MBasith MBasith - 1 year ago 77
Python Question

Python Arguments and Passing Floats in Arguments

I've run into a couple of issues using arguments within a python script. Can i please get some help or direction to get this code functional? Thank you in advance.

First issue: I am unable to specify multiple arguments at once.
For example I am able to pass a single argument fine:

$ ./ -a
$ ./ -c
$ ./ -d

However, I am looking for a way to pass multiple arguments in any position. Is there a way I can accomplish this?
For example, I would like the below to occur:

./ -a -c -d

# OR

./ -c -a

Second Issue: I am trying to pass both whole numbers and floats in the -b argument. But when I pass a float/decimal I get the below error. Is there a way I can pass both a float and whole number?

This works:

$ ./ -b 5
The number provided is: 5

But this does NOT:

$ ./ -b 5.50
Traceback (most recent call last):
File "./", line 18, in <module>
if int(sys.argv[2]) not in range(0,11):
ValueError: invalid literal for int() with base 10: '5.50'

Below is my testable code:

import sys

script_options = ['-a', '-b', '-c', '-d']
manual_flag = ''
build_flag = ''

if len(sys.argv) > 1:
if sys.argv[1] in script_options:
print('\n\t\tParameter "' + sys.argv[1] + '" is an invalid argument.\n')
if sys.argv[1] == '-a':
elif sys.argv[1] == '-b':
if int(sys.argv[2]) not in range(0,11):
print('Invalid interval. Please select a value bewteen 1-5s.')
print('The number provided is: ' + (sys.argv[2]))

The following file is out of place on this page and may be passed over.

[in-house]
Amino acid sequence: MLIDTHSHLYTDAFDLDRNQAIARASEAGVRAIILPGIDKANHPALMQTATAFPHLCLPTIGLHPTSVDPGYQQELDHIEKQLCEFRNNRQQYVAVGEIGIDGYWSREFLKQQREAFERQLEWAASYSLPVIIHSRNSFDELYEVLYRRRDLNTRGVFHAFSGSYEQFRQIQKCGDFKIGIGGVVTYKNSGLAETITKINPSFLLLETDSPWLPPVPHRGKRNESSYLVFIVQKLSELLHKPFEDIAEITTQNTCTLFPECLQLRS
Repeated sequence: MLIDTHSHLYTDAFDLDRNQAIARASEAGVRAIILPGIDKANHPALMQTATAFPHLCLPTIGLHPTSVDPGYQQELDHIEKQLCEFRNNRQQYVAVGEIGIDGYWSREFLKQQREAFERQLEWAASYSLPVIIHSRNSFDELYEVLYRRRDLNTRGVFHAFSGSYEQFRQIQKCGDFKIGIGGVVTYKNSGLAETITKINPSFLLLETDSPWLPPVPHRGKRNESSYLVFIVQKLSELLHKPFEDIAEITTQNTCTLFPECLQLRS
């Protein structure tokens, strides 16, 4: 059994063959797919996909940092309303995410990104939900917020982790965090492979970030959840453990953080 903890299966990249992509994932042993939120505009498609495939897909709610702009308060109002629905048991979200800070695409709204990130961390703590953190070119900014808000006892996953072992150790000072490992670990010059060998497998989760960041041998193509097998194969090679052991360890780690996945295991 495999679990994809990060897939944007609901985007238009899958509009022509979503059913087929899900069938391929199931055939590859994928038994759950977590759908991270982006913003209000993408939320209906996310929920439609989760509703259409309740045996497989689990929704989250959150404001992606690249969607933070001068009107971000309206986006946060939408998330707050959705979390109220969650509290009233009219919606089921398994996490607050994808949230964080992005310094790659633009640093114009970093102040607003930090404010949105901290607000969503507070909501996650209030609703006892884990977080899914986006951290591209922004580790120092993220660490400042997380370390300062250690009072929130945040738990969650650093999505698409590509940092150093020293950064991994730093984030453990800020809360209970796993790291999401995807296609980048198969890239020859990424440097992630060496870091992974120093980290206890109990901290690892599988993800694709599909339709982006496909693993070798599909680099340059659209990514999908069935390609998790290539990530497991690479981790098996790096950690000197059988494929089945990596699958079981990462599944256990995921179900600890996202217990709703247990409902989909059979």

elif sys.argv[1] == '-c':
manual_flag = 'Argument_C'
elif sys.argv[1] == '-d':
build_flag ='Argument_D'

Answer Source

You didn't actually provide the code you're using (aside from incidentally in the traceback),(Update: Code added later) but the answer is: Stop messing around with parsing sys.argv manually and use the argparse module (or docopt or something that doesn't involve rolling your own switch parsing).

import argparse

parser = argparse.ArgumentParser()
parser.add_argument('-a', action='store_true')
parser.add_argument('-b', metavar='INTERVAL', type=int, choices=range(11))
parser.add_argument('-c', action='store_true')
parser.add_argument('-d', action='store_true')
args = parser.parse_args()

if args.a: print('Argument_A')
if args.b is not None: print('The number provided is:', args.b)
if args.c: print('Argument_C')
if args.d: print('Argument_D')

If you want to accept int or float, the easiest solution is to just make type=float and use a consistent type (but the range check must be done outside the parsing step). If you must allow both, ast.literal_eval or a homegrown argparse type conversion function are options. Since you want a range check too (which range won't handle properly for float values that aren't equal to int values), roll a type checker:

def int_or_float(minval=None, maxval=None):
    def checker(val):
            val = int(val)
        except ValueError:
            val = float(val)
        if minval is not None and val < minval:
            raise argparse.ArgumentTypeError('%r must be >= %r' % (val, minval))
        if maxval is not None and val > maxval:
            raise argparse.ArgumentTypeError('%r must be <= %r' % (val, maxval))
        return val
    return checker

Then use it by replacing the definition for -b with:

# Might want int_or_float(0, 10) depending on range exclusivity rules
parser.add_argument('-b', metavar='INTERVAL', type=int_or_float(0, 11))
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